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The Honolulu Advertiser
Posted on: Wednesday, June 7, 2006

Lazy tortoise gets tripped up by greed

Adapted by Amy Friedman

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"The Tortoise and the Magic Drum" is a Nigerian tale.

Once upon a time, a king owned a magic drum. Some said this drum was the secret to the peace that filled his land, because whenever the king beat the drum, marvelous food and drink appeared. Whenever anyone declared war on the king's land, he invited his enemies to the palace. There he beat the drum, and a feast appeared.

The king shared the feast with his enemies, and when they had eaten their fill, they were so content that they didn't want to fight.

There was one catch to this. If the owner of the drum stepped on a fallen branch, the juju, the magic of the drum, would disappear, and the owner would reap nothing but trouble.

The king became a wealthy man. At his palace on the seashore he lived a happy life. Often he invited everyone in the land to a feast. He included all the animals in these joyful parties, too, for in those days, the people and the animals lived in peace. Elephants, leopards, antelopes, zebras, giraffes and baboons all loved their king.

As more and more attended the king's lavish parties, word spread about the drum. Some envied the king, and everyone knows envy can be poisonous.

One day, the tortoise was up in a palm tree cutting nuts for his family. He was feeling sorry for himself, for he worked day and night to feed his family, and there seemed never to be enough. Suddenly one of the nuts fell to the ground.

Down below, the king's wife was bathing in the stream, and when she heard the nut fall, she turned. "Ah, that would taste good," she said, and without looking up, she ate the palm nut.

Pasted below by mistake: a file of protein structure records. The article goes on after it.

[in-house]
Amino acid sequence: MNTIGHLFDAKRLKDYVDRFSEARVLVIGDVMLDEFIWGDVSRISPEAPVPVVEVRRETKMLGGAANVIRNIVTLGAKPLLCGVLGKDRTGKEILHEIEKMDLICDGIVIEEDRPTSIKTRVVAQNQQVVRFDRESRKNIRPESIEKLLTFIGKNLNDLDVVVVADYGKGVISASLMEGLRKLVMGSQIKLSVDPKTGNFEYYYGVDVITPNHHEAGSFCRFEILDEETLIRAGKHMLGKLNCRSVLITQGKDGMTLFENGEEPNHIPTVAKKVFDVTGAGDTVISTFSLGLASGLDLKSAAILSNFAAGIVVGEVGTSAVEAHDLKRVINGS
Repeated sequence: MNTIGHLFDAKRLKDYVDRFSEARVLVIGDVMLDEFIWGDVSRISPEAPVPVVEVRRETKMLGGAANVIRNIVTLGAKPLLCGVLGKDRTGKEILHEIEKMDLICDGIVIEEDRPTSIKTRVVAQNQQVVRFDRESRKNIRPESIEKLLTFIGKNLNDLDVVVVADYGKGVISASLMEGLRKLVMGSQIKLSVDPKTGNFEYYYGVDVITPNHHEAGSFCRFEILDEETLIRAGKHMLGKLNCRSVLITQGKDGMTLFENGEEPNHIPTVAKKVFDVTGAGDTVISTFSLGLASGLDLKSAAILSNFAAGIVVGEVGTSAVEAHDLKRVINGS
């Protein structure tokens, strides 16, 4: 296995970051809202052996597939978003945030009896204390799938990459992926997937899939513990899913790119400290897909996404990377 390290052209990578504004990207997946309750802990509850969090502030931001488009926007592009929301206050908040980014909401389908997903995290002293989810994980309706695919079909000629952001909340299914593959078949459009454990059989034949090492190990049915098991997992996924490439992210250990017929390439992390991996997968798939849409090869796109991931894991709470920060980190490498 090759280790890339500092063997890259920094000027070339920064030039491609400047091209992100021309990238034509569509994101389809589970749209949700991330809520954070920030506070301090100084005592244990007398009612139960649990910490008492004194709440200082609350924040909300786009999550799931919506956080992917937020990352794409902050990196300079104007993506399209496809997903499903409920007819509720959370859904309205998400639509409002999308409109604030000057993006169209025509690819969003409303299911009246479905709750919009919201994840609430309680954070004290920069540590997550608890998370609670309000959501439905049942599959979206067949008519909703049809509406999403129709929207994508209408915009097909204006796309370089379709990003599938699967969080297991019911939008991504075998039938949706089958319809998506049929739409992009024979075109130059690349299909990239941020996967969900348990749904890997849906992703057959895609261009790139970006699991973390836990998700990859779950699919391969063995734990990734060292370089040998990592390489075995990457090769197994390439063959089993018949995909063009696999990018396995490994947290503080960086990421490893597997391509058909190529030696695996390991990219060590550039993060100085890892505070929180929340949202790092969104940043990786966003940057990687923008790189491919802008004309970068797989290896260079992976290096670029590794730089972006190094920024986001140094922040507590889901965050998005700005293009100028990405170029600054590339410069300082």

When the tortoise climbed down from the tree and saw the king's wife, he bowed his head. "Excuse me," he asked. "Have you seen a palm nut here? One of mine dropped to the ground."

"Why yes," she said. "I ate it. I didn't know it belonged to you."

The tortoise, who had long envied the king's drum, had an idea. "Dear lady," he said, "I climbed that tree to get food for my family. We are awfully poor, and I work hard, but now you've stolen our food. I'm afraid I must report you to the king as a thief."

The king's wife explained that she was married to the king, and then took the tortoise to the palace to make his complaint.

The king replied, "We are sincerely sorry. Please, let me pay you for your loss. What would you like? Coins? Cloth? Oil? Beans?"

"What would I do with coins?" the tortoise asked. "And cloth is something no tortoise requires. I don't like oil or beans."

"You may have whatever you wish," the king said.

The tortoise pretended to think. All afternoon he wandered around the palace, looking at this, lifting that, tasting, touching and sniffing everything. Finally, he looked at the king's drum. "I'll take that drum," he said.

By now the king was tired of the tortoise, and so he gave him the drum, but didn't tell the tortoise about what would happen if he walked over a stick.

Overjoyed, the tortoise hurried home with the drum. "I'm rich! I'm rich!" he cried. And his family was pleased to hear they would never go hungry.

"Show us how it works," his children begged.

The tortoise beat the drum, and a feast appeared. They sat down and, for a week, they did nothing but eat.

The tortoise was so proud of his drum that he sent invitations to everyone in the forest to attend a feast.

Word spread of the tortoise's wealth, and the tortoise grew fat and lazy. He no longer worked. He ambled around the country bragging about his riches.

One day as he was trundling home, he tripped on a stick.

He arrived home tired and hungry, and his children begged for food. The tortoise beat his drum, but this time, his house filled up with enemies who attacked the tortoise and his family, beating them with sticks and stones.

The terrified tortoise gathered his family and fled from his house. They hurried to the riverbank, where they hid beneath mud and grass and prickly palms, and there they have lived ever since, eating only fallen fruits and snails and slugs, millipedes and grass.